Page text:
Then everyone will see the Son of Man coming on the clouds with great power and glory. And he will send out his angels to gather his chosen ones from all over the world—from the farthest ends of the earth and heaven. [Mark 13:26-27 (NLT)]
It’s less than a month until Christmas. This Christmas will be vastly different from past ones for us as I imagine it will be for you. Traditionally, our holiday season has been a busy and festive one of concerts, friends, church, fellowship activities, volunteering, entertaining, and family but being in the midst of a pandemic has changed all that. In an attempt to keep the spirit of Christmas alive in what has been a dreary and disappointing year, I’ve started decorating for the holiday and playing Christmas music. Christmas, however, is more than decorations, carols, presents, parties, and peppermint bark. Perhaps not having all of the fun-filled extras of this season will help us focus on its true meaning.
When I was young, I always had a special Advent calendar with a nativity scene and 24 little numbered “windows.” Starting December 1, I opened a window every day to find a special picture or Bible verse that helped tell the Christmas story. Advent, however, isn’t just a way to count down the days until Christmas. In the 4th and 5th centuries, the season of Advent wasn’t about Christmas at all. Lasting 40 days, it was a season of penance, prayer, and fasting in preparation for the baptism of new believers on the Feast of Epiphany (January 6). By the 6th century, Advent was tied to the coming of Jesus—but not His first arrival in Bethlehem. Coming from the Latin adventus, meaning “coming,” Advent was about Christ’s second coming—when the one who arrived as a lamb would return as a triumphant lion. It was not until the Middle Ages that four Sundays became Advent’s length and the season was linked to both Christ’s first and second comings along with His presence among us through the Holy Spirit.
Although the custom of an Advent wreath began with Lutheran and Roman Catholic families in 16th century Germany, it didn’t spread to churches until three centuries later. The wreath is a circle of evergreen branches; its circular shape, with no beginning or end, symbolizes the immortality of the soul and God’s promise of eternal life through Jesus Christ. Four candles, representing the four weeks of Advent, are arranged around the wreath; sometimes, a fifth candle is in its center. A new candle is lit on each of the four Sundays leading up to Christmas with the fifth candle lit on Christmas.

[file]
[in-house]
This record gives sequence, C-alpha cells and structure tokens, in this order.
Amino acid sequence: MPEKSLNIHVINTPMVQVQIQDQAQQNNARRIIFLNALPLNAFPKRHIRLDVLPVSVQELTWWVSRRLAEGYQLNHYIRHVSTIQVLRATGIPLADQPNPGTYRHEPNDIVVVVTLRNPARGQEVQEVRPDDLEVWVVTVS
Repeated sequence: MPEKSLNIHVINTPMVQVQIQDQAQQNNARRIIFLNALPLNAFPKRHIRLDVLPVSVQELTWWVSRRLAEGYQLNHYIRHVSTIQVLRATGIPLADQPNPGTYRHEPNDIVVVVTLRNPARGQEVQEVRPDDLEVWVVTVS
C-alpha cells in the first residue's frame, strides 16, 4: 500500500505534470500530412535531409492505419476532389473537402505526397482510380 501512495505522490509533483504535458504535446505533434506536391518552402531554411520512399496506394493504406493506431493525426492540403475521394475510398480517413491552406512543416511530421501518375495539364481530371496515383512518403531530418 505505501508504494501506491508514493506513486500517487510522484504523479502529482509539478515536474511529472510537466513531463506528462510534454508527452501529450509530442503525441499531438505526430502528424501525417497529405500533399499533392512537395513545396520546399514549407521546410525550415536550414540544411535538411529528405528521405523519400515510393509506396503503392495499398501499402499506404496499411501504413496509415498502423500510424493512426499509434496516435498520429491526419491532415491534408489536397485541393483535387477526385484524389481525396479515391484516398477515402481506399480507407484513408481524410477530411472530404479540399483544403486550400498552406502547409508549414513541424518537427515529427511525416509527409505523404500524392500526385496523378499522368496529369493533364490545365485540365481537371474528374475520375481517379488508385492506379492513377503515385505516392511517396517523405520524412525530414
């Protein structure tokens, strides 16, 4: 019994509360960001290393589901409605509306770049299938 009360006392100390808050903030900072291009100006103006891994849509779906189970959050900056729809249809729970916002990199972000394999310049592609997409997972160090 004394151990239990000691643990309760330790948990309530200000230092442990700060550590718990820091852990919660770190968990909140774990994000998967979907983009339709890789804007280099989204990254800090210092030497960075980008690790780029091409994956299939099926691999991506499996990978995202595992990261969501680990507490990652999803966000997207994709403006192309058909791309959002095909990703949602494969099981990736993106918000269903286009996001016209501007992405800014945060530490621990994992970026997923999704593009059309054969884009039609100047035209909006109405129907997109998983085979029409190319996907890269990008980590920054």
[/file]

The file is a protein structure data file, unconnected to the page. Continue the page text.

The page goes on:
The season of Advent begins this Sunday and, while COVID-19 keeps us from our liturgical church and its Advent wreath ritual, it can’t prevent us from observing Advent at home. We will read the pleas for a savior found in Isaiah 60 and Psalm 80, Jesus’ words about His return in Mark 13, and Paul’s assurance that Jesus will return in 1 Corinthians 1. While it doesn’t seem Christmassy to read about Jesus’ return before He’s appeared in Bethlehem, these readings are reminders that ours is an in-between time—a time between Jesus’s first arrival and His final return. After the readings, we’ll light the first candle on our Advent wreath: the candle of hope, often called the “prophecy candle.” We’ll say a prayer of thanksgiving for the gift of hope that came with the Messiah. This first candle will remind us that we wait with hope for His return: for the time when Satan is defeated, God’s final judgment occurs, all things are made new, and all of God’s promises come true! May the candle of hope stay lit in our lives!
Let us be alert to the season in which we are living. It is the season of the Blessed Hope, calling for us to cut our ties with the world and build ourselves on this One who will soon appear. He is our hope—a Blessed Hope enabling us to rise above our times and fix our gaze upon Him. [A.W. Tozer]